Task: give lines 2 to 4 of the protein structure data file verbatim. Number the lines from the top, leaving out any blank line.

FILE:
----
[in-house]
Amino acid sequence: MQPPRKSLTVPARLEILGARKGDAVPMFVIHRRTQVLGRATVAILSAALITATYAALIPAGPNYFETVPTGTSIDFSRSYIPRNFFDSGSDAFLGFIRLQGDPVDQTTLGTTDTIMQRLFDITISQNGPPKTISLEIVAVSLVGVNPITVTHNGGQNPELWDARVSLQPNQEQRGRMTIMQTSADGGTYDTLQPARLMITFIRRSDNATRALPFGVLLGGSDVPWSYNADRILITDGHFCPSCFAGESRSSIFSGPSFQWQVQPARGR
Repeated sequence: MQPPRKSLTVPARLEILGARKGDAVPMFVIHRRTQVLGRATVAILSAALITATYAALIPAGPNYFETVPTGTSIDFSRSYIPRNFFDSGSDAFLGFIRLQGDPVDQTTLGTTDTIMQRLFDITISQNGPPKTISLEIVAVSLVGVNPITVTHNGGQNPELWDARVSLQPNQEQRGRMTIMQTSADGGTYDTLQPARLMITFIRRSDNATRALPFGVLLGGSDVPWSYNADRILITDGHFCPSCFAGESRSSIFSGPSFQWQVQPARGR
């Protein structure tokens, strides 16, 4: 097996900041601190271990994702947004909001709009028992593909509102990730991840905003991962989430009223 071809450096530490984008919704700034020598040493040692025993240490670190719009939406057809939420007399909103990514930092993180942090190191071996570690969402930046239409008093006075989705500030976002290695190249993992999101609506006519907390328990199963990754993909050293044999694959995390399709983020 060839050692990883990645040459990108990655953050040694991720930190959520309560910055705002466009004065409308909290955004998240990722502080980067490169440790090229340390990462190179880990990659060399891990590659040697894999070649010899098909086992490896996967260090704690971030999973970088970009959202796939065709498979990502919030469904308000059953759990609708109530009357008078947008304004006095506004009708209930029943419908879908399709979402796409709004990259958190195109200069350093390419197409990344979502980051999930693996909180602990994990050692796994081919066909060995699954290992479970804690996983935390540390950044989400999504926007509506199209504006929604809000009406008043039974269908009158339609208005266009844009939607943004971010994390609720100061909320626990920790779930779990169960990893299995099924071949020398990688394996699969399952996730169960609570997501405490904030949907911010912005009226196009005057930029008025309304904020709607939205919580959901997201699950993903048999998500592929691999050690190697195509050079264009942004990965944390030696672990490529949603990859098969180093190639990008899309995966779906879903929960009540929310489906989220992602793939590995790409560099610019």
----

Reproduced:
Amino acid sequence: MQPPRKSLTVPARLEILGARKGDAVPMFVIHRRTQVLGRATVAILSAALITATYAALIPAGPNYFETVPTGTSIDFSRSYIPRNFFDSGSDAFLGFIRLQGDPVDQTTLGTTDTIMQRLFDITISQNGPPKTISLEIVAVSLVGVNPITVTHNGGQNPELWDARVSLQPNQEQRGRMTIMQTSADGGTYDTLQPARLMITFIRRSDNATRALPFGVLLGGSDVPWSYNADRILITDGHFCPSCFAGESRSSIFSGPSFQWQVQPARGR
Repeated sequence: MQPPRKSLTVPARLEILGARKGDAVPMFVIHRRTQVLGRATVAILSAALITATYAALIPAGPNYFETVPTGTSIDFSRSYIPRNFFDSGSDAFLGFIRLQGDPVDQTTLGTTDTIMQRLFDITISQNGPPKTISLEIVAVSLVGVNPITVTHNGGQNPELWDARVSLQPNQEQRGRMTIMQTSADGGTYDTLQPARLMITFIRRSDNATRALPFGVLLGGSDVPWSYNADRILITDGHFCPSCFAGESRSSIFSGPSFQWQVQPARGR
């Protein structure tokens, strides 16, 4: 097996900041601190271990994702947004909001709009028992593909509102990730991840905003991962989430009223 071809450096530490984008919704700034020598040493040692025993240490670190719009939406057809939420007399909103990514930092993180942090190191071996570690969402930046239409008093006075989705500030976002290695190249993992999101609506006519907390328990199963990754993909050293044999694959995390399709983020 060839050692990883990645040459990108990655953050040694991720930190959520309560910055705002466009004065409308909290955004998240990722502080980067490169440790090229340390990462190179880990990659060399891990590659040697894999070649010899098909086992490896996967260090704690971030999973970088970009959202796939065709498979990502919030469904308000059953759990609708109530009357008078947008304004006095506004009708209930029943419908879908399709979402796409709004990259958190195109200069350093390419197409990344979502980051999930693996909180602990994990050692796994081919066909060995699954290992479970804690996983935390540390950044989400999504926007509506199209504006929604809000009406008043039974269908009158339609208005266009844009939607943004971010994390609720100061909320626990920790779930779990169960990893299995099924071949020398990688394996699969399952996730169960609570997501405490904030949907911010912005009226196009005057930029008025309304904020709607939205919580959901997201699950993903048999998500592929691999050690190697195509050079264009942004990965944390030696672990490529949603990859098969180093190639990008899309995966779906879903929960009540929310489906989220992602793939590995790409560099610019």